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satellite technology - Articles and news items

The clock is ticking for ADS-B

Issue 5 2012  •  3 October 2012  •  Greg Dunstone, ADS-B Programme Manager, Airservices Australia

Airservices Australia is continuing the roll-out of Automatic Dependant Surveillance Broadcast (ADS-B) technology – a satellite-based technology enabling aircraft to be accurately tracked by air traffic controllers and other pilots without the need for conventional radar.Responsible for providing air traffic sur - veillance services for Australia’s 56 million square kilometres of airspace, Airservices Australia has been a world leader in the development and implementation of ADS-B technology. Currently, Australia’s ADS-B network is supported by 29 duplicated ground stations nationwide, plus 14 ADS-B capable multilateration sites in Tasmania and 16 sites in the Sydney basin.These are now delivering continuous surveillance of aircraft operations high level airspace across western, central and northern Australia where radar coverage does not currently exist. A further 14 ground stations are being considered to support the needs of airlines, regional and general aviation.

Satellite technology gains ground

Issue 5 2012  •  3 October 2012  •  Stefan Naerlich, Head of Navigation Services, Deutsche Flugsicherung GmbH and Hans-Jochen Kreher, Head of Satellite Navigation Department, Deutsche Flugsicherung GmbH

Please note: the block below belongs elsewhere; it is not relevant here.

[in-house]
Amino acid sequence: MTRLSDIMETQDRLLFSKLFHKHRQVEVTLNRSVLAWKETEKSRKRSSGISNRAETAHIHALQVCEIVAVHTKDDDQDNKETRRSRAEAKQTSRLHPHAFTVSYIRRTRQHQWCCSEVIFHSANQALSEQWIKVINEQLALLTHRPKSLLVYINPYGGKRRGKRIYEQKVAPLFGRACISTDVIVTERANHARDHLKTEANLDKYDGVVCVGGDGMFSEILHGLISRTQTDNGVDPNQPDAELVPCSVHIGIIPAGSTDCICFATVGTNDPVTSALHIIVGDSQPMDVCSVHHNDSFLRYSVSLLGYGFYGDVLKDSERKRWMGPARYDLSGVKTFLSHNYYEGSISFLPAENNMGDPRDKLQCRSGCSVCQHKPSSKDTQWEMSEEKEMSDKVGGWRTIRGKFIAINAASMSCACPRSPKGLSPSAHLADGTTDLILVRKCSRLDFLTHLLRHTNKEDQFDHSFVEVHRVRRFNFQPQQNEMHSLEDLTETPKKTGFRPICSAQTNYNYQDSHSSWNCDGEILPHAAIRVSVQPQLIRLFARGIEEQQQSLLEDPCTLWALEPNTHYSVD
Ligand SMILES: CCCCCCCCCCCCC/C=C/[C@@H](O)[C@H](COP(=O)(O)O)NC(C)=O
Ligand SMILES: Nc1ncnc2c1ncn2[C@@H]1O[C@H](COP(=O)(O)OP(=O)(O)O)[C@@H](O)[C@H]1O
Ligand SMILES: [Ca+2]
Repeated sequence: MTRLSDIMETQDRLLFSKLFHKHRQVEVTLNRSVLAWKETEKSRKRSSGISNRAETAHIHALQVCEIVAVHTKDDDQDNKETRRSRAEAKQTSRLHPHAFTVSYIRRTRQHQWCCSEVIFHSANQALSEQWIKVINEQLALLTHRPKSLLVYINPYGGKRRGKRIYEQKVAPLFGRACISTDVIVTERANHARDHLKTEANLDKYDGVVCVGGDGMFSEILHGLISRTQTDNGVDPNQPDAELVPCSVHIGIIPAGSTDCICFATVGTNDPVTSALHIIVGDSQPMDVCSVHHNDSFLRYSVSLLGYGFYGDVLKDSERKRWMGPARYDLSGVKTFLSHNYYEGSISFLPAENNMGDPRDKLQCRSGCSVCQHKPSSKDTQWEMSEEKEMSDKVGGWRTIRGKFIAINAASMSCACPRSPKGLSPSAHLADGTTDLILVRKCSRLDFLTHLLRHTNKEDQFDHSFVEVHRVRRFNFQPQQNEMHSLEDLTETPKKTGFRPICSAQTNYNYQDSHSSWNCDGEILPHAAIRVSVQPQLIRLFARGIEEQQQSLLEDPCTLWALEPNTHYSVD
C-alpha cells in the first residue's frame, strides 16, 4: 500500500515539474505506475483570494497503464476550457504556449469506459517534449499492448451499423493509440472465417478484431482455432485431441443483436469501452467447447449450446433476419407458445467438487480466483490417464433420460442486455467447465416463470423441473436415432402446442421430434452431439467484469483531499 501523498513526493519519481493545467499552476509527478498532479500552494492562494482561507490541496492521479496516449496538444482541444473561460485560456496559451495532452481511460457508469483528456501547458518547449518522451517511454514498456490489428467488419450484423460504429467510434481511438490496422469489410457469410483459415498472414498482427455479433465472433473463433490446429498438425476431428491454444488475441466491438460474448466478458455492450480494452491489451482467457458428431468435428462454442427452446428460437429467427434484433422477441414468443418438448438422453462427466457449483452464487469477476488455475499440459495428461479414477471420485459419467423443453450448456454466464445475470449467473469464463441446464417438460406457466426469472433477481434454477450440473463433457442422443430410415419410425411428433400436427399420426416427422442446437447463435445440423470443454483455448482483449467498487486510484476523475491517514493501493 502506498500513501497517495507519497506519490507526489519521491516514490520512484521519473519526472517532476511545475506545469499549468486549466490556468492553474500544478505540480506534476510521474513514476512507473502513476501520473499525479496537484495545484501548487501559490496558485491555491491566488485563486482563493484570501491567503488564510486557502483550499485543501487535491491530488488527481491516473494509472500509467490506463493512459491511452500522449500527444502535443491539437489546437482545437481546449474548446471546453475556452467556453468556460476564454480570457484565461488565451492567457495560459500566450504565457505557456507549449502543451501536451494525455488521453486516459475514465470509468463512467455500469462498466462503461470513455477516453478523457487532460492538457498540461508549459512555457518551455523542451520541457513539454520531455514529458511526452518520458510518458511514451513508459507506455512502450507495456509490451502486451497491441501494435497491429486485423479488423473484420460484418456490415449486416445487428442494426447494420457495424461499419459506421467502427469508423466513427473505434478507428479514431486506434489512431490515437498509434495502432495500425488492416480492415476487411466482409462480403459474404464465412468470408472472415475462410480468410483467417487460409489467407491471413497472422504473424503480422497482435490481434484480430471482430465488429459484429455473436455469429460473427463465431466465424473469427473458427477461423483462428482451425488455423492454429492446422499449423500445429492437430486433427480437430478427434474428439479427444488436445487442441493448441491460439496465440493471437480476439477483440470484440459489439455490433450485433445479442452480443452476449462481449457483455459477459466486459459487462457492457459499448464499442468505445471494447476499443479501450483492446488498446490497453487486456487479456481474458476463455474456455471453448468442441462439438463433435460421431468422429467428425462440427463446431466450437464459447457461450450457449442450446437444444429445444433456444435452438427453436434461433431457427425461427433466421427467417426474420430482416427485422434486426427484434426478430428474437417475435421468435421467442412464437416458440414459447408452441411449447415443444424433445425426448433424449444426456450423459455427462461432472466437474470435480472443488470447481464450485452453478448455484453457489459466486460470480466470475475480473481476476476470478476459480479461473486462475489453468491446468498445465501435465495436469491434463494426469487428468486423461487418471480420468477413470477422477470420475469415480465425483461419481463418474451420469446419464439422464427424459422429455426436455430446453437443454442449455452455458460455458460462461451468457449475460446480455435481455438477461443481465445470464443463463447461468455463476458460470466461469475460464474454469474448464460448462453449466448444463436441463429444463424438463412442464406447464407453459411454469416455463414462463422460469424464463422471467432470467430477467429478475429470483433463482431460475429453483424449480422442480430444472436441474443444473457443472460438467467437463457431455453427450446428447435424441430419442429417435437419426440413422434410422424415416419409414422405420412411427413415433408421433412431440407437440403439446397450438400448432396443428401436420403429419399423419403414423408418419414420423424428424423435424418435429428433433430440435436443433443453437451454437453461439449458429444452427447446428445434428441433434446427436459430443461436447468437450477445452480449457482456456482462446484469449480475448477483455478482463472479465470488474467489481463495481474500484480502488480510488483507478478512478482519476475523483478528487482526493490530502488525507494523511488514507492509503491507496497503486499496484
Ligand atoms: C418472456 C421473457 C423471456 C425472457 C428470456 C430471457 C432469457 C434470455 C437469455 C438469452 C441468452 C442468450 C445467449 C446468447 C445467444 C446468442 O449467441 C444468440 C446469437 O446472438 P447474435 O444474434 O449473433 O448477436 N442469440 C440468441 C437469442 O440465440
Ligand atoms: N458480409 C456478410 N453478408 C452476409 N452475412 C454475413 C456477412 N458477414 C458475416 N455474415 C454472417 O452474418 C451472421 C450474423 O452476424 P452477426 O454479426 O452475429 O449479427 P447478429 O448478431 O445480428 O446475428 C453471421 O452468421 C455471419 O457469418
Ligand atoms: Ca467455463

Global Navigation Satellite Systems (GNSS) using ground-based augmentation are considered the future solution for precision approaches at airports. Airlines, Air Navigation Service Providers (ANSPs) and manufacturers have been collaborating on a worldwide scale to expand the technology’s capabilities. EUROCONTROL’s SESAR and the FAA’s NextGen programmes are working towards replacing Instrument Landing Systems (ILS) with groundbased augmentation systems (GBAS).According to a market intelligence report conducted by the business media provider ATC Global, GBAS may provide considerable cost-savings. What’s more: GBAS has a high potential for maximising capacity at airports and allows flexible operational use. The German ANSP, Deutsche Flugsicherung (DFS), was the first in the world to operate GBAS for Category I precision approaches in regular operations at an airport. DFS plans to set up a GBAS trial installation for Category II and III operations by 2013/2014.The system boosts the accuracy and integrity of GPS by transmitting corrections to aircraft via a Very High Frequency (VHF) radio data link from a transmitter on the ground. It focuses on the airport area covering approximately a 40km radius. For an airport, even with multiple runways, only one ground station, comprising four GPS antennas, a computer and a VHF transmitter, is necessary.

 

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